I never tried chewing betel (known here in Baguio City as “moma”), although I’ve been offered the nuts many times as a “substitute” for cigarettes. Moma, they say, is “healthier than tobacco,” is a better stimulant than caffeine, and is “100% natural.”
Now I’ll be the first to admit that smoking is disgusting, but I find myself revolted by the idea of chewing something up and spitting it out on road gutters, be it chewing gum or moma. Many of Baguio’s sidewalks are tainted with red dried-up saliva. Those not familiar with the sight of chewed-up betel nuts would think that a fetus has been murdered on the curb, or that a diseased wretch has spit on the concrete. Spitting chewed-up betel nuts is a different story, though: it looks like a tubercular person is coughing out phlegm.
I am told that saliva can carry communicable airborne diseases: viruses and bacteria don’t die from exposure. They float around the air and find bodies to attach to and wreak havoc upon the immune system or something. I don’t know if betel can be swallowed, but I think there’s no better way to dispose of it than to ingest it and worry about poisoning later.
Vice: to each his own.
In today’s issue of the Philippine Daily Inquirer, Malacañang urges the Filipino people to forget EDSA II. To the Palace, forgetting EDSA II means “healing the wounds of EDSA.” To me, a willing participant of EDSA II seven years ago, it’s adding salt to the wounds brought about by EDSA.
To “forget EDSA” means to erase the causes and consequences of that fateful January day in 2001, when millions of Filipinos rose up against Joseph Estrada and made the mistake of making Gloria Macapagal-Arroyo the President of this country. To “forget EDSA” means to forget the past, the present, and the future. It is an outright denial of history.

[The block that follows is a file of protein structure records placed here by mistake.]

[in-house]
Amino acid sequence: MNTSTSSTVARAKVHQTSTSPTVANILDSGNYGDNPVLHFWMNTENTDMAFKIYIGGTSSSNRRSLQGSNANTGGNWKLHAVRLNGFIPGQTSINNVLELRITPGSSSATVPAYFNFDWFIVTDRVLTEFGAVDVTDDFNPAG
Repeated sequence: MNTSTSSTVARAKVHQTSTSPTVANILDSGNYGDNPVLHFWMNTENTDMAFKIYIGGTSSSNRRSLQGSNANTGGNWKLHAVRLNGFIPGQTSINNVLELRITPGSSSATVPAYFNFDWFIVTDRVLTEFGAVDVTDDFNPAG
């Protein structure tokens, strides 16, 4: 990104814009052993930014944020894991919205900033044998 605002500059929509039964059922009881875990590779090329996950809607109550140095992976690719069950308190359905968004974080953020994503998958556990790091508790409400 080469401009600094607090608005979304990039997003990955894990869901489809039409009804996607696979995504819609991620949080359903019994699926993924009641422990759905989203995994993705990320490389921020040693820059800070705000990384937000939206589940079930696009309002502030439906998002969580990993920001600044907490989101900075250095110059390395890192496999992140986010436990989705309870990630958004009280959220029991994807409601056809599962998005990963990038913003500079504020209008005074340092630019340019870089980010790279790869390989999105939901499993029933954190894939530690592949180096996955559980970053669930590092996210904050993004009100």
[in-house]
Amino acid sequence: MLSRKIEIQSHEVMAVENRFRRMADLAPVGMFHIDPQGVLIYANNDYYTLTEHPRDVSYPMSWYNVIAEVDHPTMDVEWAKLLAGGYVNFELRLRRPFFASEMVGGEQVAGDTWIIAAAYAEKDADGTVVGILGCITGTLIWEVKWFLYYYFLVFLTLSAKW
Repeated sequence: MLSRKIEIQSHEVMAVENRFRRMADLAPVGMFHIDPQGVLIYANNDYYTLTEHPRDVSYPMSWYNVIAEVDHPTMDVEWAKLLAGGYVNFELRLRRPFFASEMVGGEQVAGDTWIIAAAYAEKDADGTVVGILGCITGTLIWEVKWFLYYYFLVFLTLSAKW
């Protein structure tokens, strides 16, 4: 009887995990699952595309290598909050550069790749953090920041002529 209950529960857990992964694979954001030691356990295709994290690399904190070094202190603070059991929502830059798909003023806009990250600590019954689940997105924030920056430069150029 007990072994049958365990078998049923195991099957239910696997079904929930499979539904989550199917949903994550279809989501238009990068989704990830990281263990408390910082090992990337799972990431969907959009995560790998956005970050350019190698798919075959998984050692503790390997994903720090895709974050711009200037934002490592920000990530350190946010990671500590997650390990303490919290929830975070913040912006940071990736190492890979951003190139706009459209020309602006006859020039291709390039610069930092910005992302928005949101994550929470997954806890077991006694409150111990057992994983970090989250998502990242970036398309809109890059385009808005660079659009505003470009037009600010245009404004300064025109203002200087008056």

This is not about the matter of commemorating EDSA II: this is a matter of remembering why the Filipino people went to EDSA in three separate occasions in a span of 20 years. We are still pretty much languishing in the kangkungan not because we remember EDSA, but because there is every reason in the 7,107 islands of the Philippines right now to go back to EDSA. The reason for going to EDSA is never about commemoration: it’s about discontent. Nobody in his or her right mind right now will go to the EDSA Shrine and lay a wreath to commemorate GMA assuming the Presidency. But people will go there because they have had it with GMA: just as they did with Marcos in 1986, and Erap in 2001. As the Inquirer editorial points out, you cannot summon “People Power” at will.
We Filipinos have a saying: “Ang di marunong lumingon sa pinanggalingan ay di makakarating sa paroroonan.” GMA, of all people, should be the first to commemorate EDSA II: she should be the first to summon a Presidential convoy to go there. She should be the first to lay wreaths and light candles on every conceivable place in there. She should be the first to know that had it not been for EDSA II, all the calls to COMELEC commissioners would not have won her the Presidency in 2004. Had it not been for EDSA II, she could have faced the real threat of an impeachment trial and a dancing Senator from the opposition that would trigger the ghost of an EDSA long past. Erap should even go with her on that wreath-laying ceremony: had it not been for EDSA II, we Filipinos would have never had that much-needed reality check of what we demand from a President.
We should not forget EDSA II… in fact, we couldn’t forget EDSA II. If forgetting EDSA II means “healing the wounds of EDSA,” I’d rather keep my dripping gash of a wound until such time my children see it, and ask why it never really healed anyway.